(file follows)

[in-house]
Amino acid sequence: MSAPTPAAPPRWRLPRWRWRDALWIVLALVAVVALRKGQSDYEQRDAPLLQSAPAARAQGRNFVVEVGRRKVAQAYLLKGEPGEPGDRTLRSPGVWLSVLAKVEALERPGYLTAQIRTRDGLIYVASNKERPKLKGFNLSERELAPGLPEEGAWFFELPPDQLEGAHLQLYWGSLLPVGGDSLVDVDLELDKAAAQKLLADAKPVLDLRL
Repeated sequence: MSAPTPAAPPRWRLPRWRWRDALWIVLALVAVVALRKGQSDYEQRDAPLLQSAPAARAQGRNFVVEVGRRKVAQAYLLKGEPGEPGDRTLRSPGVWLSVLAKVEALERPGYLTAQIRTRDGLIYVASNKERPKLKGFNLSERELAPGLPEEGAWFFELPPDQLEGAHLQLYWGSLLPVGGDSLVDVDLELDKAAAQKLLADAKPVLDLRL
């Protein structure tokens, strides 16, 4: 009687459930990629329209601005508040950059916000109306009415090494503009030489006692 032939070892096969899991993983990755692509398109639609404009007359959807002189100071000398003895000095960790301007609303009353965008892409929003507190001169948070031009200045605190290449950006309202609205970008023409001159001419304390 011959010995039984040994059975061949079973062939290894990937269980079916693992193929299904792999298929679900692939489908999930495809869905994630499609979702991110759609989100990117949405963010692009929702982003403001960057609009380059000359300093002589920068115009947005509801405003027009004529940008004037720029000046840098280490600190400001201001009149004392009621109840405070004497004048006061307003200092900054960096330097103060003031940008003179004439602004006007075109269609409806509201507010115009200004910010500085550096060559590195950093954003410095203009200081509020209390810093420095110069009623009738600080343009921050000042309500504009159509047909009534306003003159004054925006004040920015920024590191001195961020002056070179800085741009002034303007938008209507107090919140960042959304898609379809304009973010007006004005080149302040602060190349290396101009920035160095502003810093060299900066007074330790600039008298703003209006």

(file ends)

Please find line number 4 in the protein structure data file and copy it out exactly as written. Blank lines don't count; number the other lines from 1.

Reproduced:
């Protein structure tokens, strides 16, 4: 009687459930990629329209601005508040950059916000109306009415090494503009030489006692 032939070892096969899991993983990755692509398109639609404009007359959807002189100071000398003895000095960790301007609303009353965008892409929003507190001169948070031009200045605190290449950006309202609205970008023409001159001419304390 011959010995039984040994059975061949079973062939290894990937269980079916693992193929299904792999298929679900692939489908999930495809869905994630499609979702991110759609989100990117949405963010692009929702982003403001960057609009380059000359300093002589920068115009947005509801405003027009004529940008004037720029000046840098280490600190400001201001009149004392009621109840405070004497004048006061307003200092900054960096330097103060003031940008003179004439602004006007075109269609409806509201507010115009200004910010500085550096060559590195950093954003410095203009200081509020209390810093420095110069009623009738600080343009921050000042309500504009159509047909009534306003003159004054925006004040920015920024590191001195961020002056070179800085741009002034303007938008209507107090919140960042959304898609379809304009973010007006004005080149302040602060190349290396101009920035160095502003810093060299900066007074330790600039008298703003209006």